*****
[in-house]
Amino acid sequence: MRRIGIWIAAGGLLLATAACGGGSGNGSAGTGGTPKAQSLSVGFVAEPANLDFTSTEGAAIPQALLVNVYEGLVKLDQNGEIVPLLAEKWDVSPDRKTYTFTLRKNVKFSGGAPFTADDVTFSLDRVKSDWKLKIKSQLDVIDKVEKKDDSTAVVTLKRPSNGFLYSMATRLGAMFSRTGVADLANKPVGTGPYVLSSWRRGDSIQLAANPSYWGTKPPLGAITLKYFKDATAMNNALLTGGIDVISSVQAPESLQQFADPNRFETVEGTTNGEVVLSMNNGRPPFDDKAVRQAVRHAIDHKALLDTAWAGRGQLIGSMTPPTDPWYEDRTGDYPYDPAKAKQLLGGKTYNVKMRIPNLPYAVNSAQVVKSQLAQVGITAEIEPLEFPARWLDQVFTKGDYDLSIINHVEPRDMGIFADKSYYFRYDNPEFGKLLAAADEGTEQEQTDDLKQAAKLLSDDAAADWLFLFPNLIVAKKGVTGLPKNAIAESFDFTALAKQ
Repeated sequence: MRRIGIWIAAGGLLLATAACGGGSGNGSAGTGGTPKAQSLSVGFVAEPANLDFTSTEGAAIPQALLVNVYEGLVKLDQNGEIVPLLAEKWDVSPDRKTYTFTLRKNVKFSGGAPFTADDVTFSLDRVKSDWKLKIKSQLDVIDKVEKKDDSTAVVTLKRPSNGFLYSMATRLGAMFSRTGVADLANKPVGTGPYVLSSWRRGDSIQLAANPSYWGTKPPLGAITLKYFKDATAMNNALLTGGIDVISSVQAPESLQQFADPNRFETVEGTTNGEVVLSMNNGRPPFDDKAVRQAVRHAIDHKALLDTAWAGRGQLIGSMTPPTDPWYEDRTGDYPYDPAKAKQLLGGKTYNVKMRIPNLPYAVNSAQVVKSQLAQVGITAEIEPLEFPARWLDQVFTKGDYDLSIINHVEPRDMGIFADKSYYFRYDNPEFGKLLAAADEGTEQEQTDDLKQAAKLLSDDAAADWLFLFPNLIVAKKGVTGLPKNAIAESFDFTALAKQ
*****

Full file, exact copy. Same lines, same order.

[in-house]
Amino acid sequence: MRRIGIWIAAGGLLLATAACGGGSGNGSAGTGGTPKAQSLSVGFVAEPANLDFTSTEGAAIPQALLVNVYEGLVKLDQNGEIVPLLAEKWDVSPDRKTYTFTLRKNVKFSGGAPFTADDVTFSLDRVKSDWKLKIKSQLDVIDKVEKKDDSTAVVTLKRPSNGFLYSMATRLGAMFSRTGVADLANKPVGTGPYVLSSWRRGDSIQLAANPSYWGTKPPLGAITLKYFKDATAMNNALLTGGIDVISSVQAPESLQQFADPNRFETVEGTTNGEVVLSMNNGRPPFDDKAVRQAVRHAIDHKALLDTAWAGRGQLIGSMTPPTDPWYEDRTGDYPYDPAKAKQLLGGKTYNVKMRIPNLPYAVNSAQVVKSQLAQVGITAEIEPLEFPARWLDQVFTKGDYDLSIINHVEPRDMGIFADKSYYFRYDNPEFGKLLAAADEGTEQEQTDDLKQAAKLLSDDAAADWLFLFPNLIVAKKGVTGLPKNAIAESFDFTALAKQ
Repeated sequence: MRRIGIWIAAGGLLLATAACGGGSGNGSAGTGGTPKAQSLSVGFVAEPANLDFTSTEGAAIPQALLVNVYEGLVKLDQNGEIVPLLAEKWDVSPDRKTYTFTLRKNVKFSGGAPFTADDVTFSLDRVKSDWKLKIKSQLDVIDKVEKKDDSTAVVTLKRPSNGFLYSMATRLGAMFSRTGVADLANKPVGTGPYVLSSWRRGDSIQLAANPSYWGTKPPLGAITLKYFKDATAMNNALLTGGIDVISSVQAPESLQQFADPNRFETVEGTTNGEVVLSMNNGRPPFDDKAVRQAVRHAIDHKALLDTAWAGRGQLIGSMTPPTDPWYEDRTGDYPYDPAKAKQLLGGKTYNVKMRIPNLPYAVNSAQVVKSQLAQVGITAEIEPLEFPARWLDQVFTKGDYDLSIINHVEPRDMGIFADKSYYFRYDNPEFGKLLAAADEGTEQEQTDDLKQAAKLLSDDAAADWLFLFPNLIVAKKGVTGLPKNAIAESFDFTALAKQ